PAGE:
func fibTailRecursive(n, first, second int) int {
if n == 0 {
return first
}
return fibTailRecursive(n-1, second, first+second)
}
```

Tail recursion is a trick to place all recursive calls at the end, and do no
more computation after the recursive call returns. This enables the compiler to
reuse the current function call frame and avoid having to create another
(useless) function stack frame. Therefore, tail recursive implementations can be
optimized away by the compiler under the hood into a for-loop implementation.
On benchmarks, `FibTailRecursive`

performs better than `FibRecursiveCache`

, but
still worse than `FibIterative`

. I speculate that memory access and recursive
calls contribute to `FibRecursiveCache's`

worse performace. `FibTailRecursive`

still has to deal with the very first and last function call, which may explain
the slightly worse performance compared to `FibIterative`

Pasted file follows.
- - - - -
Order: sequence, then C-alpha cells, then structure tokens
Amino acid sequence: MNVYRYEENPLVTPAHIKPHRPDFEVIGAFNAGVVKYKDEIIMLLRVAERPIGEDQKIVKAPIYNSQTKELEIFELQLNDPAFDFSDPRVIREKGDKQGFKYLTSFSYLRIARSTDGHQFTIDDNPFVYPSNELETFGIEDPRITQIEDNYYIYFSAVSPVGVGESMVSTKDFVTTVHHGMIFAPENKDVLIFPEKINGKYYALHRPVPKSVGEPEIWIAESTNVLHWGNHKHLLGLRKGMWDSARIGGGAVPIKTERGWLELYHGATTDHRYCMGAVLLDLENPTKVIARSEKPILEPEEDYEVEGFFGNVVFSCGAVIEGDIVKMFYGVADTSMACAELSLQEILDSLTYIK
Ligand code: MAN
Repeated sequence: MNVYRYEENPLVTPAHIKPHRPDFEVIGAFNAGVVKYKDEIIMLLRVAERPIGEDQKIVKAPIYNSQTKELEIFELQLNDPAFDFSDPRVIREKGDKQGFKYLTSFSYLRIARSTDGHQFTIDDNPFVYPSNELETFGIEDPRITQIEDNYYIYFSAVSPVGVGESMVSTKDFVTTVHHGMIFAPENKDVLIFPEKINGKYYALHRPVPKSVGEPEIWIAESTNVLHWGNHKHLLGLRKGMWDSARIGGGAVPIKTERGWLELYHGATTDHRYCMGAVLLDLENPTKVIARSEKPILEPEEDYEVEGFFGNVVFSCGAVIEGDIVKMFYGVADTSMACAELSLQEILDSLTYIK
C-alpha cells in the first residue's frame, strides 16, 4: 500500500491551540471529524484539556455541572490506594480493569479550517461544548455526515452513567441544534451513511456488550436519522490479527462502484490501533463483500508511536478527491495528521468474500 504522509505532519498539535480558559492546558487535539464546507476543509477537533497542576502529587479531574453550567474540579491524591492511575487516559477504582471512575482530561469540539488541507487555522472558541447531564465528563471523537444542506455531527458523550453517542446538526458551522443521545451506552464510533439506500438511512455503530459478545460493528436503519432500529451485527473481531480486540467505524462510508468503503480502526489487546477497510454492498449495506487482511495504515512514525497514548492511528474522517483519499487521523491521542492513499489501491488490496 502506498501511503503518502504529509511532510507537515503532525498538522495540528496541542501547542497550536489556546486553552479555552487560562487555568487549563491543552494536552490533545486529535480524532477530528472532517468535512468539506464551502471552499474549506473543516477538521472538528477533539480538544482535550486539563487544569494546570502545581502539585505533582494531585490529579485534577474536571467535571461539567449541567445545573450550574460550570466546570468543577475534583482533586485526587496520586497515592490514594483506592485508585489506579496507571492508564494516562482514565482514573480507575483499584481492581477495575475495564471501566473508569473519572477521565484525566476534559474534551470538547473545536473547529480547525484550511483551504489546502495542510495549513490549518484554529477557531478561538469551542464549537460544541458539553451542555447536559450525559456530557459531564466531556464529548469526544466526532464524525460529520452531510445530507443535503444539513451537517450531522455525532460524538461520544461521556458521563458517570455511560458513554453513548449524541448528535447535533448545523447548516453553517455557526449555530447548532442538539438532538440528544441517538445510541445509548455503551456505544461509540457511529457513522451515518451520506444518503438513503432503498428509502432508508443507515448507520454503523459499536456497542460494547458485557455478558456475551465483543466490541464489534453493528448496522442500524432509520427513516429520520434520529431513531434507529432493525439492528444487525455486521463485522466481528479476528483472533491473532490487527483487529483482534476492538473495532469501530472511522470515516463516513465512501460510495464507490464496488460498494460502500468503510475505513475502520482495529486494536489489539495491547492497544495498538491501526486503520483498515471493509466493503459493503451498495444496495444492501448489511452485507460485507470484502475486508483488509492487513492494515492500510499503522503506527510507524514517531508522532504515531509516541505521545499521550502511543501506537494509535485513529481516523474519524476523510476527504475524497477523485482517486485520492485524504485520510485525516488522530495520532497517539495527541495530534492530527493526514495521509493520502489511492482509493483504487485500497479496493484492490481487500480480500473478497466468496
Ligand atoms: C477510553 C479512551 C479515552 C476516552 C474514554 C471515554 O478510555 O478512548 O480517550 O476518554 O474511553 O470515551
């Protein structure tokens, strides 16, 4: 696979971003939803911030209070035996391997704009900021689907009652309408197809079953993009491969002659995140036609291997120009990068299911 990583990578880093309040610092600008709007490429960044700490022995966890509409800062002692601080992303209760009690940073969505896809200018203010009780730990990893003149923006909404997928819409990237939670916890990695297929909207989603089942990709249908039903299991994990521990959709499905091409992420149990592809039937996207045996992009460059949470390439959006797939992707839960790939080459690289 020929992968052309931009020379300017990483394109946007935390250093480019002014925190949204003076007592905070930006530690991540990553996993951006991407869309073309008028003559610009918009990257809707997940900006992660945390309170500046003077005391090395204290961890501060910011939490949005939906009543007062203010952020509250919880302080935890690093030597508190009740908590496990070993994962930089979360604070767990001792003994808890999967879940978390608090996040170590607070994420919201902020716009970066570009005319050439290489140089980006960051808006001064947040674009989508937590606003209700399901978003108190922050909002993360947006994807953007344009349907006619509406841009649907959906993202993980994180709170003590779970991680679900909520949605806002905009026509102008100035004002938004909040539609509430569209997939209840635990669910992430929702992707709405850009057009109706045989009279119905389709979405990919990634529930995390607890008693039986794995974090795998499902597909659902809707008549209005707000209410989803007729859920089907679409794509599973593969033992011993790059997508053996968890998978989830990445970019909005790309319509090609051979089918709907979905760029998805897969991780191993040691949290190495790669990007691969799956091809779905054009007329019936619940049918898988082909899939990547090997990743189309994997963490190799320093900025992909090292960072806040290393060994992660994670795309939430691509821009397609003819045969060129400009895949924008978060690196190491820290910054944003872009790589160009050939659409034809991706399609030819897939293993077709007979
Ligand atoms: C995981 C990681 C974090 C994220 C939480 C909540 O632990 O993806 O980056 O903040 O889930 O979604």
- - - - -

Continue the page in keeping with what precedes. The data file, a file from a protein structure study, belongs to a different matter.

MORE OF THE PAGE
.

Memory wise, `FibTailRecursive`

can be considered to use constant time memory,
because function call frames are not allocated every function call, and
`FibTailRecursive`

does not allocate extra memory, unlike `FibRecursiveCache`

.

Let's see if we can still find a faster implementation for the Fibonacci sequence.

### FibPowerMatrix: Linear Matrix Implementation

```
func FibPowerMatrix(n int) int {
F := [2][2]int{
[2]int{1, 1},
[2]int{1, 0},
}
if n == 0 {
return 0
}
fibPower(&F, n-1) return F[0][0]
}
func fibPower(F *[2][2]int, n int) {
M := [2][2]int{
[2]int{1, 1},
[2]int{1, 0},
}
for i := 2; i <= n; i++ {
fibMultiply(F, &M)
}
}
func fibMultiply(F *[2][2]int, M *[2][2]int) {
f := *F